Sonbai Besar or Greater Sonbai was an extensive princedom of West Timor, in present-day Indonesia, which existed from 1658 to 1906 and played an important role in the history of Timor.

Origins of the polity edit

The origins of the princedom are intimately connected with the struggle between the Dutch and the Portuguese for mastery of the island. The united Sonbai (Sonba'i, Sonnebay) realm, the traditionally most prestigious polity among the Atoni people of West Timor, allied with the Portuguese in 1649-1655, and then with the Dutch East India Company (Vereenigde Oost-Indische Compagnie or VOC) in 1655-1658. After a series of defeats at the hands of the Portuguese Eurasians or Topasses in 1657-1658, Sonbai broke up in two parts. One group migrated to Kupang where the Dutch had their base, where they formed the Sonbai Kecil princedom. Another group, Sonbai Besar, stayed in the inland of West Timor under Portuguese surveillance.[1]

Traditional rulership edit

The Sonbai Besar congregation was headed by a ruler known to the Europeans as emperor (keizer, emperador). He was also known as Atupas (he who sleeps), Neno Anan (son of heaven) and Liurai (surpassing the earth). The other Atoni rulers related themselves to him in symbolic kinship terms, which was anchored through various origin stories. In accordance with Timorese custom, the ruler was an inactive, in a symbolical sense "female" (feto) figure. At his side was a "male" (mone) executive regent of the Kono family, called Uis Kono or Ama Kono. Because of this arrangement, the princedom was often known under the name Amakono. The Uis Kono in particular governed the north-eastern part of the realm, later known as Miomaffo. The central area, Mollo, was governed by co-regents of the Oematan family, and in Fatuleu further to the west a number of lesser lords dominated, among them Takaip. Under the major lords (usif) were the amaf naek (great fathers) who headed various districts, and under them the amaf (fathers) in the various villages.[2]

Defection from the Portuguese edit

The relation between the Topasses and the Sonbai Besar princedom oscillated between cooperation and hostility, and did not entail a colonial rule in the conventional sense. The lords of the princedom delivered sandalwood to the coast where it was picked up by Portuguese and other vessels, and brought to Batavia or Macao. There were large-scale conflicts with the Topasses in 1711-1713 and 1722. In 1748 the Sonbai ruler Alfonso Salema and the Atoni kings of Amfoan and Amanuban rebelled and then fled to the Dutch in Kupang. Alfonso Salema brought with him a large part of his followers. This was a major catalyst for a full-scale confrontation between the VOC post in Kupang and the Topass leader Gaspar da Costa. In the Battle of Penfui in November 1749 the attacking Topass army was crushed by the VOC-affiliated forces of Kupang, and a large part of West Timor fell under Dutch influence.[3]

Relations with the Dutch edit

The relation between Sonbai Besar and its new Dutch suzerain turned to become conflict-ridden. Alfonso Salema was deposed and exiled by the VOC in 1752 on suspicion of treason, and in 1782 his grandson Alphonsus Adrianus established his authority in the inland independently of the Europeans. After his death in 1802 his son and successor Nai Sobe Sonbai II had great difficulties maintaining his position, and slowly had to assemble power anew under a long and troubled rule (1808-1867). There was an open state of warfare with the Dutch in Kupang in 1847-1850 and 1855-1857, without the colonial authorities being able to come to grips with the emperor. After his decease the Sonbai Besar realm began to dissolve, this time irreversibly. Miomaffo, Mollo and the lordships of Fatuleu made their own contracts with the Dutch colonial authorities. The last emperor, Nai Sobe Sonbai III (r. 1885-1906) was little more than a pretender. After an incident he was pursued and captured by a Dutch troop in early 1906. Nai Sobe Sonbai III was banished to Sumba and later died on Timor in 1922. In modern West Timor he is considered an anti-colonial hero and is honoured with a monument in central Kupang.[4]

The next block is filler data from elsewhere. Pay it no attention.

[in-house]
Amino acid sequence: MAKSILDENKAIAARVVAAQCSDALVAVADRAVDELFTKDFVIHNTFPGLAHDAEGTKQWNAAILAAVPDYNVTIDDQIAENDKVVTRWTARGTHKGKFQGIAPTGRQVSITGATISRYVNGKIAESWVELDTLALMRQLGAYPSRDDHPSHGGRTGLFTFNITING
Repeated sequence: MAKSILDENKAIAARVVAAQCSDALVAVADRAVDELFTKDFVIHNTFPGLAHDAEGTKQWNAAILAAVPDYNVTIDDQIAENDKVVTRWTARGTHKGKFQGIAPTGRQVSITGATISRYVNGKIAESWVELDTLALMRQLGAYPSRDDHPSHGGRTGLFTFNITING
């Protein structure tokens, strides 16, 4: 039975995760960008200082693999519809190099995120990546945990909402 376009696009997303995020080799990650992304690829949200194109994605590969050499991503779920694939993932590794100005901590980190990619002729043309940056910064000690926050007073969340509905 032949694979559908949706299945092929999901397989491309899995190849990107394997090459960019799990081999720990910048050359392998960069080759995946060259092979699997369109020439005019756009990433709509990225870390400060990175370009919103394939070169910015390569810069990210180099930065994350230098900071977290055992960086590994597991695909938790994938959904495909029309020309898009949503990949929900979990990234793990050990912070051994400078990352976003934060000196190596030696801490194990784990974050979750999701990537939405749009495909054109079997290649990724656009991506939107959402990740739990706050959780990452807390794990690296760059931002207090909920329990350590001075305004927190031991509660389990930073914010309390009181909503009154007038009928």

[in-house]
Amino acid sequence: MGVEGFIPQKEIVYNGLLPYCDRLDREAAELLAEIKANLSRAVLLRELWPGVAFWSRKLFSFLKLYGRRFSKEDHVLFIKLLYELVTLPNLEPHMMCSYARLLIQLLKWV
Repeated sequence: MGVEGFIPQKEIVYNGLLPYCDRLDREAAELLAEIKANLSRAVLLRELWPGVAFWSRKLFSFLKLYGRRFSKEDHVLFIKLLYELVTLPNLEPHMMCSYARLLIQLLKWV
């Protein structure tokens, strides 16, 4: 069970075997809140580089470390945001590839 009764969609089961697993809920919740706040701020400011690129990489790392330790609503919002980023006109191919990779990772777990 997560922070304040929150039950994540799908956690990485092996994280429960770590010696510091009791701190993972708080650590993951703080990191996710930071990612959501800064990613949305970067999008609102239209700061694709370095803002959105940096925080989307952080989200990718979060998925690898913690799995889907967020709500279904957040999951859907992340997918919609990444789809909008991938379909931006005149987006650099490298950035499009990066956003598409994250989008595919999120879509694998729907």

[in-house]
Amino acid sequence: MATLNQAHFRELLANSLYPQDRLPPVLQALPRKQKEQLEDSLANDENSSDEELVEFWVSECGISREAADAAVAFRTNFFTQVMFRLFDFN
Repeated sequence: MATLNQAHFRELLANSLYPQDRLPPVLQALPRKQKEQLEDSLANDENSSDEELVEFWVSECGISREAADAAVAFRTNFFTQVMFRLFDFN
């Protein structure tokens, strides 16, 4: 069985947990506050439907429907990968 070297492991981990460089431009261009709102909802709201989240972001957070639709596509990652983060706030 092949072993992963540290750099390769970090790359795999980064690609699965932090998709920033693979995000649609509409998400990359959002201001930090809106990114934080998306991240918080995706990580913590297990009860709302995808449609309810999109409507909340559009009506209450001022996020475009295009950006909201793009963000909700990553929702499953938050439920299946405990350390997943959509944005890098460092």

List of rulers[5] edit

  • Ama Tuan (Ama Utang) c. 1650 – c. 1680
  • Dom Afonso da Costa c. 1680 – c. 1695 (son)
  • Dom Pedro Sonbai (Tomenu) c. 1695 – 1748 (grandson of Ama Tuan)
  • Dom Alfonso Salema (Nai Bau Sonbai) 1748 – 1752 (son)
  • Don Bernardo (Nai Sobe Sonbai I?) 1752 – 1760 (son)
  • Albertus Johannes Taffy (Nai Tafin Sonbai) 1760 – 1768 (brother)
  • Alphonsus Adrianus (Nai Kau Sonbai) 1768 – 1819 (son)
  • Nai Sobe Sonbai II 1819 – 1867(son)
  • Nai Bau Sonbai 1867 – 1885 (son)
  • Nai Nasu Mollo co-emperor 1870 – 1885 (cousin)
  • Nai Sobe Sonbai III 1885 – 1906 (son of Nai Sobe Sonbai II)

References edit

  1. ^ H. Hägerdal (2007), 'Rebellions or Factionalism? Timorese Forms of Resistance in an Early Colonial Context', Bijdragen tot de Taal-, Land- en Volkenkunde 163-1, p. 18.
  2. ^ H.G. Schulte Nordholt (1971), The Political System of the Atoni of Timor. The Hague: M. Nijhoff.
  3. ^ C.R. Boxer (1968), Fidalgos in the Far East 1550-1750. Hong Kong: Oxford University Press, pp. 250-1.
  4. ^ F.H. Fobia (1984), Sonba'i dalam kisah dan perjuangan. Soe; I Gde Parimartha (2002), Perdagangan dan Politik di Nusa Tenggara 1815-1915. Jakarta: Djambatan, pp. 360-1.
  5. ^ "Sonbai Article". Archived from the original on 2011-07-15. Retrieved 2008-12-30.

Further reading edit

  • G. Heymering (1847), 'Bijdragen tot de geschiedenis van Timor', Tijdschrift van Nederlandsch-Indië IX:3, pp. 1–62, 121-232.
  • P. Middelkoop (1938), 'Iets over Sonba'i, het bekende vorstengeslacht in Timor', Tijdschrift voor Indische Taal-, Land- en Volkenkunde 78, pp. 392–509.
  • S. Müller (1857), Reizen en onderzoekingen in den Indischen Archipel, Vol. II. Amsterdam: F. Muller.